We’re an independent lot, here in America. We want to govern ourselves. Only through war did we learn the paradox that by combining thirteen colonies into one “united states” could we do just that. Colonists who refused such a grand vision, who wanted to remain New Yorkers or Bostonians rather than become Americans for example, fled to Great Britain. Good riddance.
We must all hang together, or assuredly we shall all hang separately. ~ Ben Franklin
This independent streak eventually headed south, resulting in the Confederacy and the Civil War. The American Revolution was a success for self-government and independence, on a national scale. The Civil War, however, was a disaster. I agree with states’ rights but not on slavery. It became a federal issue when 3/5 of a person was written into the Constitution in 1787, so only a Congressional amendment could fix it. And since when is human trafficking a right?
America reunified after the Civil War through business and industry. Independence still marched into the 20th century, this time as neutrality. “Let’s save ourselves,” people said when they heard the rumblings of war in 1930s Europe. They didn’t seem to care about people suffering and dying because of Hitler. Pearl Harbor changed all that. Americans learned that only by saving others could they save themselves and, in the words of President Woodrow Wilson, “make the world safe for democracy.” Where would the world be today without Japanese bombs? Would America still have clung to neutrality?
Our independent streak reared its head again in the 1960s. “Let’s save ourselves,” we said when we saw the Communists try to overrun Vietnam. There was no Pearl Harbor to wake us out of our stupor this time. DDT was a horrible weapon and we botched most on-the-ground battles, but that didn’t change the Communists’ real threat. We just decided we didn’t care. The Rwandan genocide was no better. “They’re just poor people with no gold or oil,” we told ourselves.
Now we want Ukraine to fend for itself against Russia. We’re offended when President Obama has anything to say about the conflict. “How dare Obama give his two cents on democracy? And who cares about what happens in Europe? Let’s fix our problems at home – and save ourselves.” This pretty little speech is ignorant of both international politics and foreign policy. First, it is the President’s duty to say something. Ignoring the conflict makes him a bad world leader. Second, the U.S. signed the 1994 Budapest Memorandum with the UK, Ukraine, and Russia. Putin violated this treaty when he invaded Crimea recently. Just yesterday he signed a treaty with Crimea, making it part of Russia. How far will Putin go before we forsake isolation?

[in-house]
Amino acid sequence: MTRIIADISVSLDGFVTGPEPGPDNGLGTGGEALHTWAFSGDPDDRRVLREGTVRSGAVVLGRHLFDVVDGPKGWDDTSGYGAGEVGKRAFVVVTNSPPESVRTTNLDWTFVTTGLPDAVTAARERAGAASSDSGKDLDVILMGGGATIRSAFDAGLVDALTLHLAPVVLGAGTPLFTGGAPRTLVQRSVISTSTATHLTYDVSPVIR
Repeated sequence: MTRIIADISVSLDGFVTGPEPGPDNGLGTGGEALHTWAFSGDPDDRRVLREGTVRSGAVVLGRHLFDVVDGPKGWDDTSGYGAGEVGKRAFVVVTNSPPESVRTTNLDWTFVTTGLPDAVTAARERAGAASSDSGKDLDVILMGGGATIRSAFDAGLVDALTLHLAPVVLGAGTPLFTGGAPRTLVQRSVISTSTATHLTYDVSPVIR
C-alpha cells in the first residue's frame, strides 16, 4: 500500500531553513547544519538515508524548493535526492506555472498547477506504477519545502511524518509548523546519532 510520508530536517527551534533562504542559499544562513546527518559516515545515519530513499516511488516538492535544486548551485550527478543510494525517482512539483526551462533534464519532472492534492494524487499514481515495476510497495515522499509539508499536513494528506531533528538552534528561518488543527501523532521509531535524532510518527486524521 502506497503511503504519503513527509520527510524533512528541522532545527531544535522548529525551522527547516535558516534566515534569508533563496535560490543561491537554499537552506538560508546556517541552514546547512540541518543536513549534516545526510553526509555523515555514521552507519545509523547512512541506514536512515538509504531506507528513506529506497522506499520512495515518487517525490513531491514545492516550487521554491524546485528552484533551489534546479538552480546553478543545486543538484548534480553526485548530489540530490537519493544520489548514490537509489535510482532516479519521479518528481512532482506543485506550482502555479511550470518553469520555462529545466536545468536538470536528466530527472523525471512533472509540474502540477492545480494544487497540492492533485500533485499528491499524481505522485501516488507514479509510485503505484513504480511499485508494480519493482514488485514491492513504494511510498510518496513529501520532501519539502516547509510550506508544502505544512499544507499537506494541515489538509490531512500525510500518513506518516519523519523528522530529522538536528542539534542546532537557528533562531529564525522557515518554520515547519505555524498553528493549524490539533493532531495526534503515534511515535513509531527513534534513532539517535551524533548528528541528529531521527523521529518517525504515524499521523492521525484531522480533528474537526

No man is an island, entire of itself. Every man is a piece of the continent, a part of the main. If a clod be washed away by the sea, Europe is the less, as well as if a promontory were, as well as if a manor of thy friend’s or of thine own were. Any man’s death diminishes me, because I am involved in mankind, and therefore never send to know for whom the bell tolls; it tolls for thee. ~ John Donne
If we really wanted to save America, we’d ditch neutrality altogether. Forsaking regional for national and national for international identities produces the miracle of self-government. It means refusing neutrality, looking outward at others’ needs instead of inward towards our own. Only by saving others can we save ourselves. So there is nothing with making international treaties with other nations and helping them when they’re in need. In today’s global economy, political isolation is naïve. I wish Ron Paul would see this. The man needs his own Pearl Harbor.
We want to help trafficking victims in other countries. We want to feed the hungry and clothe the naked too. Thanks to British missionary William Carey, we even want to spread the gospel around the world. If it weren’t for him, we’d probably still believe that God can save people without us and then let sinners fend for themselves. Why doesn’t this international humanitarianism spread to politics? Why do we cling to neutrality?
God doesn’t need us, remember? So he could have stuck to heavenly isolation and independence when he saw us dying in our sins. Jesus could have let us fend for ourselves, weeping when we entered hell but doing nothing about it. I’m glad our Trinitarian God doesn’t work that way.
As Jesus was on the cross, passersby told him, “If you’re the Son of God, then come down from the cross and save yourself!” (Matthew 27:40, Mark 15:30, Luke 23:37, 39) The chief priests said, “He saved others. Himself he cannot save” (Matthew 27:42, Mark 15:31). They didn’t know Jesus wasn’t in the business of saving himself. He came to earth to save us. I’m so glad Jesus said no to neutrality. Aren’t you?